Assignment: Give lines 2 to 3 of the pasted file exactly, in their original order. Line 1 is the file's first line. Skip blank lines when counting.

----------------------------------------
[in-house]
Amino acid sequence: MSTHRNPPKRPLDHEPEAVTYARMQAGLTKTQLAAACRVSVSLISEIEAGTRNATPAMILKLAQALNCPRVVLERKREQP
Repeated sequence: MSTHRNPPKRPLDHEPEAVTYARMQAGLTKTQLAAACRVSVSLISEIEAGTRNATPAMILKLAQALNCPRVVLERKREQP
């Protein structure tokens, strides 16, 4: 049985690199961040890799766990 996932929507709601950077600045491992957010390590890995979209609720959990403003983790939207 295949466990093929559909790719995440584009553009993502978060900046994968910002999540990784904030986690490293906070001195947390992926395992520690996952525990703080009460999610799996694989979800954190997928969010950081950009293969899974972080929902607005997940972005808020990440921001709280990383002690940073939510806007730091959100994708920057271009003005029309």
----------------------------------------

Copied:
Amino acid sequence: MSTHRNPPKRPLDHEPEAVTYARMQAGLTKTQLAAACRVSVSLISEIEAGTRNATPAMILKLAQALNCPRVVLERKREQP
Repeated sequence: MSTHRNPPKRPLDHEPEAVTYARMQAGLTKTQLAAACRVSVSLISEIEAGTRNATPAMILKLAQALNCPRVVLERKREQP